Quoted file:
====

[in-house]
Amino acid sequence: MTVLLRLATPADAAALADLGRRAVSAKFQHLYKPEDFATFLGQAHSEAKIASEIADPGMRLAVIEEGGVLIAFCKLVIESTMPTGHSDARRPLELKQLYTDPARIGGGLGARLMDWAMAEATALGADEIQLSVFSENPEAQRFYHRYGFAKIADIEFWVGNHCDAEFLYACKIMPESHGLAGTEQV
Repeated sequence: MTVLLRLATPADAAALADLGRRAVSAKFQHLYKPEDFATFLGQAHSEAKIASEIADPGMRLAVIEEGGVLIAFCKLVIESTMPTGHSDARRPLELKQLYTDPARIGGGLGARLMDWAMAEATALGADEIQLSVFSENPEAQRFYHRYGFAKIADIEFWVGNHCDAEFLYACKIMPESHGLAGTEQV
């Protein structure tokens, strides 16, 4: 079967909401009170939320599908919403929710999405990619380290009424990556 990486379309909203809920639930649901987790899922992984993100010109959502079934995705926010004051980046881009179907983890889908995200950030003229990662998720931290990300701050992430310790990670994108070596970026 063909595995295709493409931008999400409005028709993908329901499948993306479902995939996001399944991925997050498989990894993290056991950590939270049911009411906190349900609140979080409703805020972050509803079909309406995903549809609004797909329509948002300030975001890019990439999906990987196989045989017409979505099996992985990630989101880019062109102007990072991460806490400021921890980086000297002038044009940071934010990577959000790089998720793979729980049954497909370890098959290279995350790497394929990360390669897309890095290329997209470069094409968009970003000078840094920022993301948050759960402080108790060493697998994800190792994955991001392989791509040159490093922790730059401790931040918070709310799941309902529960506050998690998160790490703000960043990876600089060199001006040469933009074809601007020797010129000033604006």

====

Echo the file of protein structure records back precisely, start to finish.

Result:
[in-house]
Amino acid sequence: MTVLLRLATPADAAALADLGRRAVSAKFQHLYKPEDFATFLGQAHSEAKIASEIADPGMRLAVIEEGGVLIAFCKLVIESTMPTGHSDARRPLELKQLYTDPARIGGGLGARLMDWAMAEATALGADEIQLSVFSENPEAQRFYHRYGFAKIADIEFWVGNHCDAEFLYACKIMPESHGLAGTEQV
Repeated sequence: MTVLLRLATPADAAALADLGRRAVSAKFQHLYKPEDFATFLGQAHSEAKIASEIADPGMRLAVIEEGGVLIAFCKLVIESTMPTGHSDARRPLELKQLYTDPARIGGGLGARLMDWAMAEATALGADEIQLSVFSENPEAQRFYHRYGFAKIADIEFWVGNHCDAEFLYACKIMPESHGLAGTEQV
């Protein structure tokens, strides 16, 4: 079967909401009170939320599908919403929710999405990619380290009424990556 990486379309909203809920639930649901987790899922992984993100010109959502079934995705926010004051980046881009179907983890889908995200950030003229990662998720931290990300701050992430310790990670994108070596970026 063909595995295709493409931008999400409005028709993908329901499948993306479902995939996001399944991925997050498989990894993290056991950590939270049911009411906190349900609140979080409703805020972050509803079909309406995903549809609004797909329509948002300030975001890019990439999906990987196989045989017409979505099996992985990630989101880019062109102007990072991460806490400021921890980086000297002038044009940071934010990577959000790089998720793979729980049954497909370890098959290279995350790497394929990360390669897309890095290329997209470069094409968009970003000078840094920022993301948050759960402080108790060493697998994800190792994955991001392989791509040159490093922790730059401790931040918070709310799941309902529960506050998690998160790490703000960043990876600089060199001006040469933009074809601007020797010129000033604006």